Living in Quebec province in Canada as I am for a short time, it is apparent that a very religious people once inhabited this land dubbed “New France” in 1608. Almost every tourist attraction celebrates a beautiful church or a daring early religious order. It seems that providing the early French settlers with religious instruction and beautiful places in which to lift their minds to God was deemed as much a necessity as providing them with bread.
The early religious orders that worked quietly towards things like the education of girls and day-in-day-out in the city’s early hospitals are still greatly admired by the people of Quebec who proudly tell their stories. However, at least judging by church attendance and vocations, it seems that the majority of people no longer share the faith that came so naturally to the early settlers. Only two weeks ago it was sadly announced that the Ursuline Sisters, the first Catholic nuns to land in the ‘New World’ in 1639, will soon be relocated to a smaller building from the one they have inhabited for centuries adjacent to the hospital they established.
The story secularization tells is that religion is outdated and society is moving forward by cultivating a more educated, economically focused, less religious ‘modern’ society. Judging by Western provinces such as Quebec, religion indeed seems to be dying out. The number of Americans identifying as atheists doubled between 2007 and 2014 according Pew Research, and a new British study concluded that “the rise of the non-religious is arguably the story of British religious history over the past half-century or so”.
However, many see a link between the dramatically falling births rates in the West and religious decline. Atheist birth rates are extremely low, with Austrian secularists having just 0.7 children per woman for instance. American agnostics have just 1.3 children per woman. If the non-religious have no babies, will the religious inherit the earth after all? As overall fertility decreases the gap between the religious and secular grows, so that the next generation comes disproportionately from religious families and, as such, are more likely to be religious themselves.
A newly published study The Future of Secularism backs up this idea. It compares the fertility rates of atheists and religious people in the United States and Malaysia and concludes that the number of atheists will “slowly diminish”, while religious believers will increase. The study suggests that secularism will decline “throughout the remainder of the 21st century, including [in] Europe and other industrial societies”, and projects that by 2030 atheists will start to die out in Asia-Pacific and in Europe five years later. The British study also suggests that religious denominations may have reached a point where they are now down to a dedicated core of people who are much less likely to leave their faith.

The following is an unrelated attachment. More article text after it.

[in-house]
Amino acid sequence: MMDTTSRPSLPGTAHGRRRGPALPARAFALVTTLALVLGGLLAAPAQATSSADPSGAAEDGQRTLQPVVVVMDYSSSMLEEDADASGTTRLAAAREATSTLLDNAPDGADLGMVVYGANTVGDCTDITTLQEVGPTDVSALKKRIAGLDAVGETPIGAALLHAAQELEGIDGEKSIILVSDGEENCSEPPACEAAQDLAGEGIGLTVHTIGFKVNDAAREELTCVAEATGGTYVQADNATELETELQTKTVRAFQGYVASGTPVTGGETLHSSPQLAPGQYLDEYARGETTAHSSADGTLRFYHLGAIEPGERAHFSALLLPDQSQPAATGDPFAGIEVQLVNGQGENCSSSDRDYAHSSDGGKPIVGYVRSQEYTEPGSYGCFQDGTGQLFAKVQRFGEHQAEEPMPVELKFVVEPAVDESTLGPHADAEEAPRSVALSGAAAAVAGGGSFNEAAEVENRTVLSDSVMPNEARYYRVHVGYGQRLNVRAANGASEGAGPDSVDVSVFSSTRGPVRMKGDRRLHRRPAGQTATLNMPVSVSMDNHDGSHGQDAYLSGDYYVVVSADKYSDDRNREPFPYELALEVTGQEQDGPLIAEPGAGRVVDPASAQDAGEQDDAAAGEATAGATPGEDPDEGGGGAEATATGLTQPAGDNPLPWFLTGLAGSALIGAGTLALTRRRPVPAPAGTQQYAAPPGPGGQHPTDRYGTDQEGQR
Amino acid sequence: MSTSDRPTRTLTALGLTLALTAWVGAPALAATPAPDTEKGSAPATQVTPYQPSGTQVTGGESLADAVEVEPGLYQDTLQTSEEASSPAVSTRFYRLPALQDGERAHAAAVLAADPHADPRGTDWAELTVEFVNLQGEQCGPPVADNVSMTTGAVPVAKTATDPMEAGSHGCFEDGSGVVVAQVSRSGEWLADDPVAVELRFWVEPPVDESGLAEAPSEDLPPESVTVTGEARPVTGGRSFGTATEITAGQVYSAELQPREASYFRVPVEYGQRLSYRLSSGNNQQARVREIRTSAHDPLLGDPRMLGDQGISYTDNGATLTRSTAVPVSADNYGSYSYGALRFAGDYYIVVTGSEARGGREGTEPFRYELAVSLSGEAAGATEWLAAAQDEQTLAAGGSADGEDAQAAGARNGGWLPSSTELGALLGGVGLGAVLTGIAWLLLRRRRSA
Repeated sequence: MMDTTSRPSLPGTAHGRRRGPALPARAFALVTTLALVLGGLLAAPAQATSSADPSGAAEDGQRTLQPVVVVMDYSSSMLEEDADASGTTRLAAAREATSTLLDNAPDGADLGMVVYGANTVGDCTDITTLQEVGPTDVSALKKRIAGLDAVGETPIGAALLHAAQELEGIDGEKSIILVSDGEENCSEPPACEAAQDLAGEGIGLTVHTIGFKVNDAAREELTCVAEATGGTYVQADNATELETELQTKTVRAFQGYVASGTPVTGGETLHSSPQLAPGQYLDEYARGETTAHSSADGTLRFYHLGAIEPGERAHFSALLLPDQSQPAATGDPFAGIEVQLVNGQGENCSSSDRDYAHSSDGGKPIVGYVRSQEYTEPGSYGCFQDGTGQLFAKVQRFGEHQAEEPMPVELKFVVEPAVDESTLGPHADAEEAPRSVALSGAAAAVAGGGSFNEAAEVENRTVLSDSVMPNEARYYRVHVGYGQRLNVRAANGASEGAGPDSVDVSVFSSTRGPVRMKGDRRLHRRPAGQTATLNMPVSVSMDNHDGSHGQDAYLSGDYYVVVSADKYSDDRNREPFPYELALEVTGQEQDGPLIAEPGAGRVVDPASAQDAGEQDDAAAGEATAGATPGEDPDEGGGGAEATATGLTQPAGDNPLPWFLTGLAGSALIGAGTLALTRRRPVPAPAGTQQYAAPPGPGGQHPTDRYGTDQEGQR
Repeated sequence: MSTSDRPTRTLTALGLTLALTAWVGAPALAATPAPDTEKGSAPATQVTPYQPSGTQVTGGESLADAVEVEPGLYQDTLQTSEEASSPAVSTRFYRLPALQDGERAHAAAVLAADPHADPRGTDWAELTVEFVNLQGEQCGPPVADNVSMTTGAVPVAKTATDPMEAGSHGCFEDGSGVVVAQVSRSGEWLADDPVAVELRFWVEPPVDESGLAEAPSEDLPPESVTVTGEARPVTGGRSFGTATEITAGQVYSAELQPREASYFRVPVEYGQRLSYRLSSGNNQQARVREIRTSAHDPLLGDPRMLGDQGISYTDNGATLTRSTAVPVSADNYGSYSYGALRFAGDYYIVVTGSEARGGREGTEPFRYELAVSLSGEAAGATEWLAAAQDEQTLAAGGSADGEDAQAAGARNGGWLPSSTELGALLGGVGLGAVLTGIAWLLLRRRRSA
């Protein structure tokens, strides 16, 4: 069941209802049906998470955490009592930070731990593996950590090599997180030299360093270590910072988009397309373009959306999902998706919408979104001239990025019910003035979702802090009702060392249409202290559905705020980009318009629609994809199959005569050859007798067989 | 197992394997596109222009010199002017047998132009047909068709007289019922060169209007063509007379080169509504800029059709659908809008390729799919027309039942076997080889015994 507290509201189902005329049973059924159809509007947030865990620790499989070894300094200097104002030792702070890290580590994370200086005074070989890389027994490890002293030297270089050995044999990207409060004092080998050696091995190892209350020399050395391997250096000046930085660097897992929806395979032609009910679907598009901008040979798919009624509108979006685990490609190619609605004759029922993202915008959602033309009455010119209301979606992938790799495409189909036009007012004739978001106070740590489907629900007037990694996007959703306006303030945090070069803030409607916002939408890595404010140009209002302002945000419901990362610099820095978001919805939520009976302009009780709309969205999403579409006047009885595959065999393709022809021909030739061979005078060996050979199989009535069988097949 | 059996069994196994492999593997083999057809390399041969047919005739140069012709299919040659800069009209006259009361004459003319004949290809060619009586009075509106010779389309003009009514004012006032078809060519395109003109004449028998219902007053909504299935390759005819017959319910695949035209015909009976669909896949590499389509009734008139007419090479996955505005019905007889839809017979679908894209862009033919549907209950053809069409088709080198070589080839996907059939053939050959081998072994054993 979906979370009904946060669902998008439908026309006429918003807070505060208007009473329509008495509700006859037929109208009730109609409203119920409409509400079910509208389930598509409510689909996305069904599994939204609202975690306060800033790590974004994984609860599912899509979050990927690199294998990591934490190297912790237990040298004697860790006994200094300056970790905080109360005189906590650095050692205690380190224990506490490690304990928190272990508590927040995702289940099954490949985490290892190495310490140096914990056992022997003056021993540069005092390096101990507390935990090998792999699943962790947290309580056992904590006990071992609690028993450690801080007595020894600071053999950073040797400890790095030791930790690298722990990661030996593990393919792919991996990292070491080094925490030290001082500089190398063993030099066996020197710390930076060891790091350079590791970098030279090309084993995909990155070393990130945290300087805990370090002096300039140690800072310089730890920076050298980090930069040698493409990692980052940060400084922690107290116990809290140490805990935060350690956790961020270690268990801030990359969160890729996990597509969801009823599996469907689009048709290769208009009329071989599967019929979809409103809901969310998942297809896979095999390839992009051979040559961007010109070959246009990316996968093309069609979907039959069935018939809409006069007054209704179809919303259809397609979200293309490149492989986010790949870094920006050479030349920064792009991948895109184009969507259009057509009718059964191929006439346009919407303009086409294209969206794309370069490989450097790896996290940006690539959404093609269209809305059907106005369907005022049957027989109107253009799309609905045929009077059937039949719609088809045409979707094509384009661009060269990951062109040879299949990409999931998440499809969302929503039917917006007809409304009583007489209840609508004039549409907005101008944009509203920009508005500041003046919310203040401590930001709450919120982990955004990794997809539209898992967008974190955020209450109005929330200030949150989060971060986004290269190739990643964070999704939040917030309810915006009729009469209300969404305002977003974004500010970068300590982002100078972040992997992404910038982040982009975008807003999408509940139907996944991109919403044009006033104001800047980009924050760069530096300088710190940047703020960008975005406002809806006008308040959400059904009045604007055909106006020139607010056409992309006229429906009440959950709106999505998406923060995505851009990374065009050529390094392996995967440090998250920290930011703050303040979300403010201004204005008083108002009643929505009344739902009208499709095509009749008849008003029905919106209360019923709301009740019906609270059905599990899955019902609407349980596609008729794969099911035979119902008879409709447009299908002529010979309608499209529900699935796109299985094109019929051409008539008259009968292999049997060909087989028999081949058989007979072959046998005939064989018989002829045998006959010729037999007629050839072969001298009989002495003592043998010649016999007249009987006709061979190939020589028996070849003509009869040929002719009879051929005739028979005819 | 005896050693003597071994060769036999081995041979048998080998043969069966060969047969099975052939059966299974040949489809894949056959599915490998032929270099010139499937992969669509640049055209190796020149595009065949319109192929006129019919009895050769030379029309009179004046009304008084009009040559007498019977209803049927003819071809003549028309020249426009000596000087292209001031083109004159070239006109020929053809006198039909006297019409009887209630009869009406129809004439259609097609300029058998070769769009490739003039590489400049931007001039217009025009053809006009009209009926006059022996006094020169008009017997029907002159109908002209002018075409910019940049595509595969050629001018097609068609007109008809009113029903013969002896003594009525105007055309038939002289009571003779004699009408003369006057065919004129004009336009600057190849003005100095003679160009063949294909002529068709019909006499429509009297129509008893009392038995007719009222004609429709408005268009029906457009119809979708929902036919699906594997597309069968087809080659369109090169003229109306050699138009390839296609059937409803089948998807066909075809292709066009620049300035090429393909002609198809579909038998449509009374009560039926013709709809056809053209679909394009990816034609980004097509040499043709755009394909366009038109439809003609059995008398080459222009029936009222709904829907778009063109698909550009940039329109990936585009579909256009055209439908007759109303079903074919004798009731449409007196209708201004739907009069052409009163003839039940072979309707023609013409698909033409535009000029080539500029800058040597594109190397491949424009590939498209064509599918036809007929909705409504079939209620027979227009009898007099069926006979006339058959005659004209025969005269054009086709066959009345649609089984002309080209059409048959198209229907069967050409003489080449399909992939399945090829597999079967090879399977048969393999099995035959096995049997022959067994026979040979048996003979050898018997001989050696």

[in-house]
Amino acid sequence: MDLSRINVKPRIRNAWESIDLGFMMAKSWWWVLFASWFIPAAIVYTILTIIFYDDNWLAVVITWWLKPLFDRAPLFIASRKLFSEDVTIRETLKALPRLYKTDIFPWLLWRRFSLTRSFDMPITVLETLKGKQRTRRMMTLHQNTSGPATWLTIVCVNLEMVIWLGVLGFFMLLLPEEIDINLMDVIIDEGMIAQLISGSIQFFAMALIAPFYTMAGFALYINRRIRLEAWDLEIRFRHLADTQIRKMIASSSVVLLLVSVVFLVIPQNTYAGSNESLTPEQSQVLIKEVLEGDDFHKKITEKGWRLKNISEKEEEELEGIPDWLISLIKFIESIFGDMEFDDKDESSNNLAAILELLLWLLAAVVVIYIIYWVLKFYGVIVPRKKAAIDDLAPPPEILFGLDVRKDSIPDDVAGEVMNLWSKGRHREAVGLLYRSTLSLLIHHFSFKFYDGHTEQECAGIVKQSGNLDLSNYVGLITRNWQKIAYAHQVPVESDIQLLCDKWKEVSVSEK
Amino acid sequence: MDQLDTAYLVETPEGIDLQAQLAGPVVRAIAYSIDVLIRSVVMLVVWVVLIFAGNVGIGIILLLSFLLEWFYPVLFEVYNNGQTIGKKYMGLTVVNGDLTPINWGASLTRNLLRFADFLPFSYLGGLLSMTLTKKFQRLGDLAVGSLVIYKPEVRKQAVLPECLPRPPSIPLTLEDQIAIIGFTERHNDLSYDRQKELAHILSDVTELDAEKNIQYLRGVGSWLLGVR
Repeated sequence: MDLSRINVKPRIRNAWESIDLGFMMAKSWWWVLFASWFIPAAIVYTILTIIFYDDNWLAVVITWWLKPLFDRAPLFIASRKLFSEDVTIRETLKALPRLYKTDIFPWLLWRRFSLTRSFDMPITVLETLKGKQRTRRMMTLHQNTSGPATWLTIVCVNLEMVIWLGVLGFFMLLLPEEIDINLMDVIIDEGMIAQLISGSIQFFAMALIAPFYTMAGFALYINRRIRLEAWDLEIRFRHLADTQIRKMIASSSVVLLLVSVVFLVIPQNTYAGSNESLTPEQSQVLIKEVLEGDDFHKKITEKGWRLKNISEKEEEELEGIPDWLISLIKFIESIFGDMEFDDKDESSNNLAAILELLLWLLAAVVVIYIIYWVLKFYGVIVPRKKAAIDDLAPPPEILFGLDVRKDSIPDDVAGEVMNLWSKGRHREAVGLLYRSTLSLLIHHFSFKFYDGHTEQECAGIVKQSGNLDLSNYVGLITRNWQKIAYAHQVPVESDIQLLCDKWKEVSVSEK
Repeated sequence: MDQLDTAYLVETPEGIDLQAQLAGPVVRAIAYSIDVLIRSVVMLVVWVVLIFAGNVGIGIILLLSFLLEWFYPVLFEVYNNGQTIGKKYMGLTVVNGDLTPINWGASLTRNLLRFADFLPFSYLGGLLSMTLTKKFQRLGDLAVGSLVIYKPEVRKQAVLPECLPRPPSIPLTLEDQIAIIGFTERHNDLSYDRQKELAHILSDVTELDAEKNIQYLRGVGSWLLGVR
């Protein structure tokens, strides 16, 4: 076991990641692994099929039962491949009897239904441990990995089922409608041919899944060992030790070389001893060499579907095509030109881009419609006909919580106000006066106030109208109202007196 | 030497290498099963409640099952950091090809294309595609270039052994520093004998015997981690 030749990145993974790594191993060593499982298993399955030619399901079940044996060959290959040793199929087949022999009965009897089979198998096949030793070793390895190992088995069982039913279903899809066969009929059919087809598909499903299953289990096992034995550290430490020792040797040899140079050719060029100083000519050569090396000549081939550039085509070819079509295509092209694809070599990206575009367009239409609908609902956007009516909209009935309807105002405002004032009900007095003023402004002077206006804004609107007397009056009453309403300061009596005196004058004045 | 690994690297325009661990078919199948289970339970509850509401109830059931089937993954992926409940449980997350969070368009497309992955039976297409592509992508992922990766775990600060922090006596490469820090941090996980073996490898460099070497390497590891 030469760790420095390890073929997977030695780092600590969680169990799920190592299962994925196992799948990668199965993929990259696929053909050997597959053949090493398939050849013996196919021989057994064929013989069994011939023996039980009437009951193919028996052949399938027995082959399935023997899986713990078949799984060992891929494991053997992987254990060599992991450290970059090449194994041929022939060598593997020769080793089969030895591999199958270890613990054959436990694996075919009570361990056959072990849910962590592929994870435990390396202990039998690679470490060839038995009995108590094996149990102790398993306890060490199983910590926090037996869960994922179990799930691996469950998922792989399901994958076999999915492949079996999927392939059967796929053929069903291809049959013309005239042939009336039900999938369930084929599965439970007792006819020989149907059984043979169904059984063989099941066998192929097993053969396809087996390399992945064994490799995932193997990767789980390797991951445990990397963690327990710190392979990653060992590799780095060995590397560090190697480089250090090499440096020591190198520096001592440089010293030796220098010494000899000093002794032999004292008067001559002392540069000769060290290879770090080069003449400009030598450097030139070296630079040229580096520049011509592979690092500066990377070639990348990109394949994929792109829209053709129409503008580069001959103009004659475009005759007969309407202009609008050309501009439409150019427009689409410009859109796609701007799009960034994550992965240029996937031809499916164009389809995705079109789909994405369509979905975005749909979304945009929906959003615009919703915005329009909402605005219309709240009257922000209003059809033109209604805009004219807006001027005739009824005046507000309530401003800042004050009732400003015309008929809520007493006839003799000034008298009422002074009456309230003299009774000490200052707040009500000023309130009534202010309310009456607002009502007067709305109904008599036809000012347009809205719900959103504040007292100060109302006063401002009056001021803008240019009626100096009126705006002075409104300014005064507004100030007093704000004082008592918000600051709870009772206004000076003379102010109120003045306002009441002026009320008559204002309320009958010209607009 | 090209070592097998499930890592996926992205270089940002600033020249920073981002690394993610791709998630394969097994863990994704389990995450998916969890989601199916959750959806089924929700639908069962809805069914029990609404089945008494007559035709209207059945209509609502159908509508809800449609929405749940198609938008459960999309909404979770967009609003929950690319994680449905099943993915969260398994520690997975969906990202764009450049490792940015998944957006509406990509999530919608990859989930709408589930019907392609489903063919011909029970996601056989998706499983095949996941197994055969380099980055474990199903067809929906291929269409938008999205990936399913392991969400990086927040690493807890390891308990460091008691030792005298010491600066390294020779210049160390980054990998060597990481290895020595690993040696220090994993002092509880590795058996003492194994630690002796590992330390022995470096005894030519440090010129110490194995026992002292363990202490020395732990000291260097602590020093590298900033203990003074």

Recent Pew Research projections, which take into account demographic factors such as fertility, age composition and life expectancy, forecast that people with no religion will make up about 13% of the world’s population in 2060, a decrease from roughly 16% as of 2015. This relative decline is largely attributable to the fact that religious “nones” are, on average, older and have fewer children than people who are affiliated with a religion. In 2015 the median age of people who belong to any of the world’s religions was 29, compared with 36 among the unaffiliated. And between 2010 and 2015, adherents of religions are estimated to have given birth to an average of 2.45 children per woman, compared with an average of 1.65 children among the unaffiliated.
According to Pew Research the average American Mormon has 3.4 children and Catholics and Protestants have between 2 and 2.5. Ultra-Orthodox Jews have among the highest fertility in the world, averaging 4.1 children in the US. However, rather than returning to a Christian West, the biggest demographic winner may be Islam. Currently Muslims make up roughly 24% of the global population. However, if current demographic trends continue, the number of Muslims is expected to exceed the number of Christians by the end of this century due to their higher birth and retention rates (attributed in part to harsh sanctions for renouncing Islam in some countries). Pew Research projects that 10% of all Europeans will be Muslims by 2050.
Christianity is also growing in non-Western countries such as sub-Saharan Africa, Latin America and China. Some experts believe the Christian population in China is rising while the religiously unaffiliated population is falling. If this is true – and the trend continues – religious “nones” could decline as a share of the world’s population even more than the Pew Research Center study projects. The table on the right shows Pew Research’s estimated projections for global religious growth out to 2060:
The future of the world is in the hands of our children; what will their beliefs be?
Shannon Roberts is co-editor of Demography Is Destiny, MercatorNet's blog about population.